One always advertises the best side of oneself. (Ah, poor humanity!) My best side was my musical side. In the days of my vicissitudes (before my marriage) I had at one time had a share in a millinery establishment in Lyons. At another time, I had been bedchamber-woman to a great lady in Paris. But in my present situation, these sides of myself were, for various reasons, not so presentable as the pianoforte side. I was not a great player — far from it. But I had been soundly instructed; and I had, what you call, a competent skill on the instrument. Brief, I made the best of myself, I promise you, in my advertisement.

The next day, I borrowed the newspaper, to enjoy the pride of seeing my composition in print.

Ah, heaven! what did I discover? I discovered what other wretched advertising people have found out before me. Above my own advertisement, the very thing I wanted was advertised for by somebody else! Look in any newspaper; and you will see strangers who (if I may so express myself) exactly fit each other, advertising for each other, without knowing it. I had advertised myself as “accomplished musical companion for a lady. With cheerful temper to match.” And there above me was my unknown necessitous fellow-creature, crying out in printers’ types:—“Wanted, a companion for a lady. Must be an accomplished musician, and have a cheerful temper. Testimonials to capacity, and first-rate references required.” Exactly what I had offered! “Apply by letter only, in the first instance.” Exactly what I had said! Fie upon me, I had spent three and sixpence for nothing. I threw down the newspaper, in a transport of anger (like a fool)— and then took it up again (like a sensible woman), and applied by letter for the offered place.

My letter brought me into contact with a lawyer. The lawyer enveloped himself in mystery. It seemed to be a professional habit with him to tell nobody anything, if he could possibly help it.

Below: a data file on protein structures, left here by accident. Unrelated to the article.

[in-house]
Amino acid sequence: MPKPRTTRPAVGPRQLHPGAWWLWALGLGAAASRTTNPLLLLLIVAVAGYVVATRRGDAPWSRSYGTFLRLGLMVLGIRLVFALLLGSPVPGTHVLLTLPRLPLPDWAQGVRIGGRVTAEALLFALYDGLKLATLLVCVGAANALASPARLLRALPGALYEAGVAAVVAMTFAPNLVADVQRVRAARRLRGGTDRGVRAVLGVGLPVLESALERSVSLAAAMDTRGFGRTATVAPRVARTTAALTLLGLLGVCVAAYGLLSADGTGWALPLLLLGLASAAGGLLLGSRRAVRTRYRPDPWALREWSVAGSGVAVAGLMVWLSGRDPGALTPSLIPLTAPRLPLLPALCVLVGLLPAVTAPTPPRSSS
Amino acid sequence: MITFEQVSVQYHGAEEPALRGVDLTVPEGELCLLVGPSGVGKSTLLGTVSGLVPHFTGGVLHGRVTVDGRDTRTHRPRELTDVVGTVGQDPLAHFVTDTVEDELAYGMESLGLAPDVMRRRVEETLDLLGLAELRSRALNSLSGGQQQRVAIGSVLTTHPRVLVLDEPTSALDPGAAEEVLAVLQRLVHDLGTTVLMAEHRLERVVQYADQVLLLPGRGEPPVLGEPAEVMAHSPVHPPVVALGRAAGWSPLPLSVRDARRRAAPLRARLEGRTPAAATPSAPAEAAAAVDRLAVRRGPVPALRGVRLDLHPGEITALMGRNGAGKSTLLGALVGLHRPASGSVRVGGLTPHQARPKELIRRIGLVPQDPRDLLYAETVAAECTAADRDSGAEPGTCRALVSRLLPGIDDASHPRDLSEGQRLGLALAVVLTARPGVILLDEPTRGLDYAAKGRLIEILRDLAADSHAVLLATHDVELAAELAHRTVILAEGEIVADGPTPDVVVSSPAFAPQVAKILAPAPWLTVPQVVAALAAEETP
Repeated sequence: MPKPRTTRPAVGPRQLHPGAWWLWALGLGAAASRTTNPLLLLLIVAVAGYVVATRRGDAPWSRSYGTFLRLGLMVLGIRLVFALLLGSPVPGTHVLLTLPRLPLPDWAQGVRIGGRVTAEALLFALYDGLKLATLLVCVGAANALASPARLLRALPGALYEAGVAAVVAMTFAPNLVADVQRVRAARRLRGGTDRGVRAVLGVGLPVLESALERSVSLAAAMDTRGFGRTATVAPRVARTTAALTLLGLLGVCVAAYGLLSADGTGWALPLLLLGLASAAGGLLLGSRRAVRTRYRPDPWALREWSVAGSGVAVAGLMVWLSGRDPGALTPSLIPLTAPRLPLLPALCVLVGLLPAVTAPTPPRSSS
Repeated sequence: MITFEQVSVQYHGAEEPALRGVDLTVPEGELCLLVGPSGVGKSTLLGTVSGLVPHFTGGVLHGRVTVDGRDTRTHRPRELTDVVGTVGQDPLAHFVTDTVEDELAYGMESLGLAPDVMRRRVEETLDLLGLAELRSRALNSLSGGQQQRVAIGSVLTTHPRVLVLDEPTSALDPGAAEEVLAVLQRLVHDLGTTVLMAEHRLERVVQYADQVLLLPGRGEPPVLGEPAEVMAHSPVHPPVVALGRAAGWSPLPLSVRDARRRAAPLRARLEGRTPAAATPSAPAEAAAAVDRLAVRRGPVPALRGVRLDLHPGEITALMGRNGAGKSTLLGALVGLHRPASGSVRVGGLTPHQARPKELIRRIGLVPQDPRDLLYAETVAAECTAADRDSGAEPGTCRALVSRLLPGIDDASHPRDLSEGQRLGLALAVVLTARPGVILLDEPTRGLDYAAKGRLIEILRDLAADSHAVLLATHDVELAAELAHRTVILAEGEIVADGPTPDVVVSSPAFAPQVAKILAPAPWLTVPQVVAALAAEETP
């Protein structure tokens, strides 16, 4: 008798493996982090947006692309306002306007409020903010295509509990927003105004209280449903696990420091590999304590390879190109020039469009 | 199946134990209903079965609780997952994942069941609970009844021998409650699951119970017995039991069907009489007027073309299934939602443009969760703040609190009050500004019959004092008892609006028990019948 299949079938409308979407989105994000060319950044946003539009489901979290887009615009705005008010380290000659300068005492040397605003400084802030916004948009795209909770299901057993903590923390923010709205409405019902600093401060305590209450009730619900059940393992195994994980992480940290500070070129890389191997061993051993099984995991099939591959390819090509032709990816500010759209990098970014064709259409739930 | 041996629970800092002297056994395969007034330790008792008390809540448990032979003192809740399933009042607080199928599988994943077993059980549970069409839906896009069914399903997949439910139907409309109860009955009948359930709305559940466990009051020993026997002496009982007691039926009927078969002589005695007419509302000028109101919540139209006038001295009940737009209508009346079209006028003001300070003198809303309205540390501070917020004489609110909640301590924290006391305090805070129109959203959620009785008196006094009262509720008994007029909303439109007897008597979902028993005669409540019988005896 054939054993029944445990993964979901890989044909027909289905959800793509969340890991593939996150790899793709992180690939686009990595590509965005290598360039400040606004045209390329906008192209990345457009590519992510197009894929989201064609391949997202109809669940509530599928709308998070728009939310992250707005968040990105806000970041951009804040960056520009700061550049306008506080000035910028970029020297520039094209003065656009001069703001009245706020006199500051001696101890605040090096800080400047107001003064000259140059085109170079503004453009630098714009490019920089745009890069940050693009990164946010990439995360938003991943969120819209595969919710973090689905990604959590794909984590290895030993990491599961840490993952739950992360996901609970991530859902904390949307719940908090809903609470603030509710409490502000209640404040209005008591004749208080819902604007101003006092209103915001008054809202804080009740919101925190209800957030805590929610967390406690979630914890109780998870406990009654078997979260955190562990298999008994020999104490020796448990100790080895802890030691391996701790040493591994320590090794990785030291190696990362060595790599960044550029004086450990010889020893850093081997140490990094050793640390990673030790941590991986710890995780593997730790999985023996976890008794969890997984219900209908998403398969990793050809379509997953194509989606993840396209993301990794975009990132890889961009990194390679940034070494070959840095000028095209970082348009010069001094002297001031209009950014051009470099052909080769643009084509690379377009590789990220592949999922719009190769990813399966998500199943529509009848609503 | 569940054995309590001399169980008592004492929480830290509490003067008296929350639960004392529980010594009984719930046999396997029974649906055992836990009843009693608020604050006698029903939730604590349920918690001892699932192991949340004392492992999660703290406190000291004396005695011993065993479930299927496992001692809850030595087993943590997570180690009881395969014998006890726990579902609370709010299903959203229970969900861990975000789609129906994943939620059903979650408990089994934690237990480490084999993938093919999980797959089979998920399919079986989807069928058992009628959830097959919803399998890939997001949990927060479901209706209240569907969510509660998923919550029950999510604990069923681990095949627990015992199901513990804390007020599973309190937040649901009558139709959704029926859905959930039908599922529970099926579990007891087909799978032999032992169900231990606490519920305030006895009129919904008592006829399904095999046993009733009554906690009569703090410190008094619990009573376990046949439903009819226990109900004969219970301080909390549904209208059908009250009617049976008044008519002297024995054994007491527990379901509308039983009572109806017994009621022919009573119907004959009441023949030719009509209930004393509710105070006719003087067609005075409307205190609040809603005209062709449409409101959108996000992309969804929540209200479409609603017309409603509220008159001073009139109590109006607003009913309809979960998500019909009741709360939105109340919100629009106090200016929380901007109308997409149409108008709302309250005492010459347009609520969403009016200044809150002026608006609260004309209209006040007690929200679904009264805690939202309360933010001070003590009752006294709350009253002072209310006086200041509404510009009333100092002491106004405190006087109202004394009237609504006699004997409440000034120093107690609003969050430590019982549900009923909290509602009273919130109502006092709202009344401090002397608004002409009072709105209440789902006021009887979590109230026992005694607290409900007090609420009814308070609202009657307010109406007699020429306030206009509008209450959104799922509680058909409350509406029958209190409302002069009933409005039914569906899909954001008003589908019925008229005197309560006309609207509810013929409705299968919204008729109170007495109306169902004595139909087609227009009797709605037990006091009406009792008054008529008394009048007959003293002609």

Drop by drop, this wearisome man let the circumstances out. The lady was a young lady. She was the daughter of a clergyman. She lived in a retired part of the country. More even than that, she lived in a retired part of the house. Her father had married a second time. Having only the young lady as child by his first marriage, he had (I suppose by way of a change) a large family by his second marriage. Circumstances rendered it necessary for the young lady to live as much apart as she could from the tumult of a houseful of children. So he went on, until there was no keeping it in any longer — and then he let it out. The young lady was blind!

Young — lonely — blind. I had a sudden inspiration. I felt I should love her.

The question of my musical capacity was, in this sad case, a serious one. The poor young lady had one great pleasure to illumine her dark life — Music. Her companion was wanted to play from the book, and play worthily, the works of the great masters (whom this young creature adored)— and she, listening, would take her place next at the piano, and reproduce the music morsel by morsel, by ear. A professor was appointed to pronounce sentence on me, and declare if I could be trusted not to misinterpret Mozart, Beethoven, and the other masters who have written for the piano. Through this ordeal I passed with success. As for my references, they spoke for themselves. Not even the lawyer (though he tried hard) could pick holes in them. It was arranged on both sides that I should, in the first instance, go on a month’s visit to the young lady. If we both wished it at the end of the time, I was to stay, on terms arranged to my perfect satisfaction. There was our treaty!

The next day I started for my visit by the railway.

My instructions directed me to travel to the town of Lewes in Sussex. Arrived there, I was to ask for the pony-chaise of my young lady’s father — described on his card as Reverend Tertius Finch. The chaise was to take me to the rectory-house in the village of Dimchurch. And the village of Dimchurch was situated among the South Down Hills, three or four miles from the coast.

When I stepped into the railway carriage, this was all I knew. After my adventurous life — after the volcanic agitations of my republican career in the Doctor’s time — was I about to bury myself in a remote English village, and live a life as monotonous as the life of a sheep on a hill? Ah, with all my experience, I had yet to learn that the narrowest human limits are wide enough to contain the grandest human emotions. I had seen the Drama of Life amid the turmoil of tropical revolutions. I was to see it again, with all its palpitating interest, in the breezy solitudes of the South Down Hills.

http://ebooks.adelaide.edu.au/c/collins/wilkie/poor-miss-finch/chapter1.html

Last updated Thursday, March 13, 2014 at 21:30